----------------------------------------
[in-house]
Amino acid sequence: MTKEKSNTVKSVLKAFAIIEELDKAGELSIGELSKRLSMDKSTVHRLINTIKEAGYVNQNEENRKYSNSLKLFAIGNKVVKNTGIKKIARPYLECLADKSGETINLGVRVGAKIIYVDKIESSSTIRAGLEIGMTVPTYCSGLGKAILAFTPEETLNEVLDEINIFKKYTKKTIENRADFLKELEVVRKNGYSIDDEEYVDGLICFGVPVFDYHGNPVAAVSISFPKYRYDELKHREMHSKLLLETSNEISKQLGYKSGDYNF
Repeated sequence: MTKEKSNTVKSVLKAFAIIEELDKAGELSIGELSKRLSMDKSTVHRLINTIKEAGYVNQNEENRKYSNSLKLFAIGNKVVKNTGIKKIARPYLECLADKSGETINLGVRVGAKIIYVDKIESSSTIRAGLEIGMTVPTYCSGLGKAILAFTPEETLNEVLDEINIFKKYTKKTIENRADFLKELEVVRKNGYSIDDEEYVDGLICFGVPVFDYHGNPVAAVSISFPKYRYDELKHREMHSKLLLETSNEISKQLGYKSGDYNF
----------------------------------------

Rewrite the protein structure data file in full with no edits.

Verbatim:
[in-house]
Amino acid sequence: MTKEKSNTVKSVLKAFAIIEELDKAGELSIGELSKRLSMDKSTVHRLINTIKEAGYVNQNEENRKYSNSLKLFAIGNKVVKNTGIKKIARPYLECLADKSGETINLGVRVGAKIIYVDKIESSSTIRAGLEIGMTVPTYCSGLGKAILAFTPEETLNEVLDEINIFKKYTKKTIENRADFLKELEVVRKNGYSIDDEEYVDGLICFGVPVFDYHGNPVAAVSISFPKYRYDELKHREMHSKLLLETSNEISKQLGYKSGDYNF
Repeated sequence: MTKEKSNTVKSVLKAFAIIEELDKAGELSIGELSKRLSMDKSTVHRLINTIKEAGYVNQNEENRKYSNSLKLFAIGNKVVKNTGIKKIARPYLECLADKSGETINLGVRVGAKIIYVDKIESSSTIRAGLEIGMTVPTYCSGLGKAILAFTPEETLNEVLDEINIFKKYTKKTIENRADFLKELEVVRKNGYSIDDEEYVDGLICFGVPVFDYHGNPVAAVSISFPKYRYDELKHREMHSKLLLETSNEISKQLGYKSGDYNF